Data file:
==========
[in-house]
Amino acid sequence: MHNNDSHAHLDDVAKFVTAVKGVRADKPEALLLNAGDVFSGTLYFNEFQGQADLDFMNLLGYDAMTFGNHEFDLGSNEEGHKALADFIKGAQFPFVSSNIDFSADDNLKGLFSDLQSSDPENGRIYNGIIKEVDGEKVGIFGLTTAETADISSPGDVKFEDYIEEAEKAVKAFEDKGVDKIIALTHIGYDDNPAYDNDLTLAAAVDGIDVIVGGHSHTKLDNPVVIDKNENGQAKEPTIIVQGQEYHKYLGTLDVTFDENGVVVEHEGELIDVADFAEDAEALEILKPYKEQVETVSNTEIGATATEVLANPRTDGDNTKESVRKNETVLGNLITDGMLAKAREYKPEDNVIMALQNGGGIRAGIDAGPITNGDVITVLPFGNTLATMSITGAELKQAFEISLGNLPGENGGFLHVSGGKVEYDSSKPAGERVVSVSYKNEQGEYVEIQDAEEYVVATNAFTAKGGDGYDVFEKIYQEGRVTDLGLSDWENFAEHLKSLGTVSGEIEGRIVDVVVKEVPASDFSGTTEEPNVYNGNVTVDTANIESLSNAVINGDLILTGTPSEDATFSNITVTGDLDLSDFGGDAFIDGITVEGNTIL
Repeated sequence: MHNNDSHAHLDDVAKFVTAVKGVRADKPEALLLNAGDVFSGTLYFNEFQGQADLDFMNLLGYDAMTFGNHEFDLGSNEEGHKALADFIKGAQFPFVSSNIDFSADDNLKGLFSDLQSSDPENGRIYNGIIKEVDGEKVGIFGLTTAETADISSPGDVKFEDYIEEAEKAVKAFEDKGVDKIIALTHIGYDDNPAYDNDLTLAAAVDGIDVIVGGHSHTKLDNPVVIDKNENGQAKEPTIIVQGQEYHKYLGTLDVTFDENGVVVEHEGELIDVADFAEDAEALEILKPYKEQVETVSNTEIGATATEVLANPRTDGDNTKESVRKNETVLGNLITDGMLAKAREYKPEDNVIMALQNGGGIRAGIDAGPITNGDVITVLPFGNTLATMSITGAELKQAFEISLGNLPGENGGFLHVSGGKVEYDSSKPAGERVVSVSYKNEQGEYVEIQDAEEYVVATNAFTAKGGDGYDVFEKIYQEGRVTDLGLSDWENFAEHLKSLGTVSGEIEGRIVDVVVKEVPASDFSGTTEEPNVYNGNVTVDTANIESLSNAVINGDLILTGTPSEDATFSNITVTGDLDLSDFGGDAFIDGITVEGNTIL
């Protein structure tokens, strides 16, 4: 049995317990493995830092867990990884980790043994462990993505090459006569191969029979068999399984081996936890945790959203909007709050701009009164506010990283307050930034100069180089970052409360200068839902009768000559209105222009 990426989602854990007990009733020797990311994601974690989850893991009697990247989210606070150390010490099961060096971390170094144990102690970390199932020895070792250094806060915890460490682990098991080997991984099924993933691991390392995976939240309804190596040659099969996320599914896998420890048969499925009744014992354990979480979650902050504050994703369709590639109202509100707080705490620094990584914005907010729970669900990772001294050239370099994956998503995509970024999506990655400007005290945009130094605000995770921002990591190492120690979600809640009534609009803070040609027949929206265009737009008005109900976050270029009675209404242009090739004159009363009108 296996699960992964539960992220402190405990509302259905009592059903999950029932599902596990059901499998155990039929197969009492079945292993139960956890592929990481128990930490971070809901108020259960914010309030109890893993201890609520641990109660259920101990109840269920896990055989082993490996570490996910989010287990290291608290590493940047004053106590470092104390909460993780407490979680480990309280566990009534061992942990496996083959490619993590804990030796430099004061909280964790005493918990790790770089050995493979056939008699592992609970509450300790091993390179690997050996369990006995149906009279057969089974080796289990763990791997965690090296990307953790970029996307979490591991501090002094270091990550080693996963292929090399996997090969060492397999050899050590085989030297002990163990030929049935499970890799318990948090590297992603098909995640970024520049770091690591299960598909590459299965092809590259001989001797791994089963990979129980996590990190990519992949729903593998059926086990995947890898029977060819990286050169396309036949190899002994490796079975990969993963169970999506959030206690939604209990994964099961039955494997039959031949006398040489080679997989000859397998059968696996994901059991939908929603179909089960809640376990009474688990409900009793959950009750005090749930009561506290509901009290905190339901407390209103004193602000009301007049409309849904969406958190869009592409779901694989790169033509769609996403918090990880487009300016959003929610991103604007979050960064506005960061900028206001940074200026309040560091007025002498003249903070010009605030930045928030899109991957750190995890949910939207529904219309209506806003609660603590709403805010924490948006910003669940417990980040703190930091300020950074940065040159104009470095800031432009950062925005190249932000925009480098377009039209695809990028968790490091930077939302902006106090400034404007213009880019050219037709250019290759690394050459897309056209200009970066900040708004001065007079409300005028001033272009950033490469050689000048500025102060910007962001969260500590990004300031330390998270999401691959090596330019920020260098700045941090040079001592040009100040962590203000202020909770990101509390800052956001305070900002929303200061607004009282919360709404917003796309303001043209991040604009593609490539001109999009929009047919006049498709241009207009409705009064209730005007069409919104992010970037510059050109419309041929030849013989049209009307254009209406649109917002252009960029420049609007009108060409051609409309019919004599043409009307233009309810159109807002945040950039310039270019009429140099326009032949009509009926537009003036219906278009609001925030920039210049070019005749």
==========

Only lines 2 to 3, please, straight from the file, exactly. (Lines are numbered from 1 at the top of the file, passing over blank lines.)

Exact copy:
Amino acid sequence: MHNNDSHAHLDDVAKFVTAVKGVRADKPEALLLNAGDVFSGTLYFNEFQGQADLDFMNLLGYDAMTFGNHEFDLGSNEEGHKALADFIKGAQFPFVSSNIDFSADDNLKGLFSDLQSSDPENGRIYNGIIKEVDGEKVGIFGLTTAETADISSPGDVKFEDYIEEAEKAVKAFEDKGVDKIIALTHIGYDDNPAYDNDLTLAAAVDGIDVIVGGHSHTKLDNPVVIDKNENGQAKEPTIIVQGQEYHKYLGTLDVTFDENGVVVEHEGELIDVADFAEDAEALEILKPYKEQVETVSNTEIGATATEVLANPRTDGDNTKESVRKNETVLGNLITDGMLAKAREYKPEDNVIMALQNGGGIRAGIDAGPITNGDVITVLPFGNTLATMSITGAELKQAFEISLGNLPGENGGFLHVSGGKVEYDSSKPAGERVVSVSYKNEQGEYVEIQDAEEYVVATNAFTAKGGDGYDVFEKIYQEGRVTDLGLSDWENFAEHLKSLGTVSGEIEGRIVDVVVKEVPASDFSGTTEEPNVYNGNVTVDTANIESLSNAVINGDLILTGTPSEDATFSNITVTGDLDLSDFGGDAFIDGITVEGNTIL
Repeated sequence: MHNNDSHAHLDDVAKFVTAVKGVRADKPEALLLNAGDVFSGTLYFNEFQGQADLDFMNLLGYDAMTFGNHEFDLGSNEEGHKALADFIKGAQFPFVSSNIDFSADDNLKGLFSDLQSSDPENGRIYNGIIKEVDGEKVGIFGLTTAETADISSPGDVKFEDYIEEAEKAVKAFEDKGVDKIIALTHIGYDDNPAYDNDLTLAAAVDGIDVIVGGHSHTKLDNPVVIDKNENGQAKEPTIIVQGQEYHKYLGTLDVTFDENGVVVEHEGELIDVADFAEDAEALEILKPYKEQVETVSNTEIGATATEVLANPRTDGDNTKESVRKNETVLGNLITDGMLAKAREYKPEDNVIMALQNGGGIRAGIDAGPITNGDVITVLPFGNTLATMSITGAELKQAFEISLGNLPGENGGFLHVSGGKVEYDSSKPAGERVVSVSYKNEQGEYVEIQDAEEYVVATNAFTAKGGDGYDVFEKIYQEGRVTDLGLSDWENFAEHLKSLGTVSGEIEGRIVDVVVKEVPASDFSGTTEEPNVYNGNVTVDTANIESLSNAVINGDLILTGTPSEDATFSNITVTGDLDLSDFGGDAFIDGITVEGNTIL